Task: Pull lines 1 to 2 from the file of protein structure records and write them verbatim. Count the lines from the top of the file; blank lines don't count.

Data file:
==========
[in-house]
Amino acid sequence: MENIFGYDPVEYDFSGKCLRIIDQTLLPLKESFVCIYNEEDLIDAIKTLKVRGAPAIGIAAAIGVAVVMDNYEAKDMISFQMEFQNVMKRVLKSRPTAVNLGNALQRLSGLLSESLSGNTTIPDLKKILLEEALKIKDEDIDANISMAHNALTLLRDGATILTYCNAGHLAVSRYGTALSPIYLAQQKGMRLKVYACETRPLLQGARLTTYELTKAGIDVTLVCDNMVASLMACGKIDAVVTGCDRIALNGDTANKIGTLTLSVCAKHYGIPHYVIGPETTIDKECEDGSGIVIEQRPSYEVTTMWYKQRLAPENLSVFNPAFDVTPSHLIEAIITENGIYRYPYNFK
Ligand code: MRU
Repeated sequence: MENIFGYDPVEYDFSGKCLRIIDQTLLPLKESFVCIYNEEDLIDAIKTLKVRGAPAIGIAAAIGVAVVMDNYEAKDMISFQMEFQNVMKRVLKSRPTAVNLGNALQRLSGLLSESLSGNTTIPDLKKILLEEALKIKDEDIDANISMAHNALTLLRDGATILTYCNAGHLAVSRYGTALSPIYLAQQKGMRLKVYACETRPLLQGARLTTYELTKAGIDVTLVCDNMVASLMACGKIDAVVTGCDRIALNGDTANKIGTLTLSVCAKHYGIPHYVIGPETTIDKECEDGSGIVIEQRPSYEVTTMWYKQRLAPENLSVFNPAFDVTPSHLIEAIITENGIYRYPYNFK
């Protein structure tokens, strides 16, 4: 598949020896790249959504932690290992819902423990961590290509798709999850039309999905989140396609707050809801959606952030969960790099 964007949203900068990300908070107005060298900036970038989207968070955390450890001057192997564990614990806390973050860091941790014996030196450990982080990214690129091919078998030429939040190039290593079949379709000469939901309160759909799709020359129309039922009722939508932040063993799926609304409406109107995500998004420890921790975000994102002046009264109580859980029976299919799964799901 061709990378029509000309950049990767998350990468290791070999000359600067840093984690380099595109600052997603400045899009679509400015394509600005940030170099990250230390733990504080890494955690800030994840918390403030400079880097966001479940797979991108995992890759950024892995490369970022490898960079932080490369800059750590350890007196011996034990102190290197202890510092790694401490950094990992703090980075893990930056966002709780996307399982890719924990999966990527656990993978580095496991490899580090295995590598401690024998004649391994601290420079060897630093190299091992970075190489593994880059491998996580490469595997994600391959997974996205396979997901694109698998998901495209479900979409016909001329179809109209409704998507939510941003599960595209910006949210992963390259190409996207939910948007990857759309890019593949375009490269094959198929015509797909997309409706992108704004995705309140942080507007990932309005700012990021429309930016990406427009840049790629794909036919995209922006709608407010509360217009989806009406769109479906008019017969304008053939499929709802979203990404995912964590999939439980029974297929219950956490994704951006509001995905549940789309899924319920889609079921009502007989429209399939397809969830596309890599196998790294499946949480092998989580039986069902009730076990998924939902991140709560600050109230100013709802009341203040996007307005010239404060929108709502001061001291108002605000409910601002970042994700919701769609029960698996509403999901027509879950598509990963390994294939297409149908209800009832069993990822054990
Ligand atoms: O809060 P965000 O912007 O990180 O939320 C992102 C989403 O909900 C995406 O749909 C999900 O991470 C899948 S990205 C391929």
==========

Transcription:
[in-house]
Amino acid sequence: MENIFGYDPVEYDFSGKCLRIIDQTLLPLKESFVCIYNEEDLIDAIKTLKVRGAPAIGIAAAIGVAVVMDNYEAKDMISFQMEFQNVMKRVLKSRPTAVNLGNALQRLSGLLSESLSGNTTIPDLKKILLEEALKIKDEDIDANISMAHNALTLLRDGATILTYCNAGHLAVSRYGTALSPIYLAQQKGMRLKVYACETRPLLQGARLTTYELTKAGIDVTLVCDNMVASLMACGKIDAVVTGCDRIALNGDTANKIGTLTLSVCAKHYGIPHYVIGPETTIDKECEDGSGIVIEQRPSYEVTTMWYKQRLAPENLSVFNPAFDVTPSHLIEAIITENGIYRYPYNFK